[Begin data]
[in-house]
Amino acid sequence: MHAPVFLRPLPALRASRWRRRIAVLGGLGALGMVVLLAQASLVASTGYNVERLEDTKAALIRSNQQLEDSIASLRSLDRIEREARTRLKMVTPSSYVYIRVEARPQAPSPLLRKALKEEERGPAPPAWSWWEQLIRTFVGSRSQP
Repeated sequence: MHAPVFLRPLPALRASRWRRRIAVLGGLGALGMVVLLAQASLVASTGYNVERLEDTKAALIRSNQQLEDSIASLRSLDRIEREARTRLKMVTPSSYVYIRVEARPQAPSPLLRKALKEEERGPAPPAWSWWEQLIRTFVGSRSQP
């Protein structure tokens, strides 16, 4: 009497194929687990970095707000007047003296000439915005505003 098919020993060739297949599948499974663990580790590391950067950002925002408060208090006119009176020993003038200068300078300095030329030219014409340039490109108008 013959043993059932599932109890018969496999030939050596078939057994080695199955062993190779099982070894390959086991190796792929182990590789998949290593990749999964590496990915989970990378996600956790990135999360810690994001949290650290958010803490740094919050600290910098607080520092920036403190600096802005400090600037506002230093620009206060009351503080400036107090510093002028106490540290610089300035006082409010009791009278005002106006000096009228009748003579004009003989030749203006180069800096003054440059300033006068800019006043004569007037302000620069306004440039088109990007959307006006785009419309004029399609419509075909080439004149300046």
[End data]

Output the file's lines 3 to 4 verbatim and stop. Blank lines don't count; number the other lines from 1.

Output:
Repeated sequence: MHAPVFLRPLPALRASRWRRRIAVLGGLGALGMVVLLAQASLVASTGYNVERLEDTKAALIRSNQQLEDSIASLRSLDRIEREARTRLKMVTPSSYVYIRVEARPQAPSPLLRKALKEEERGPAPPAWSWWEQLIRTFVGSRSQP
């Protein structure tokens, strides 16, 4: 009497194929687990970095707000007047003296000439915005505003 098919020993060739297949599948499974663990580790590391950067950002925002408060208090006119009176020993003038200068300078300095030329030219014409340039490109108008 013959043993059932599932109890018969496999030939050596078939057994080695199955062993190779099982070894390959086991190796792929182990590789998949290593990749999964590496990915989970990378996600956790990135999360810690994001949290650290958010803490740094919050600290910098607080520092920036403190600096802005400090600037506002230093620009206060009351503080400036107090510093002028106490540290610089300035006082409010009791009278005002106006000096009228009748003579004009003989030749203006180069800096003054440059300033006068800019006043004569007037302000620069306004440039088109990007959307006006785009419309004029399609419509075909080439004149300046």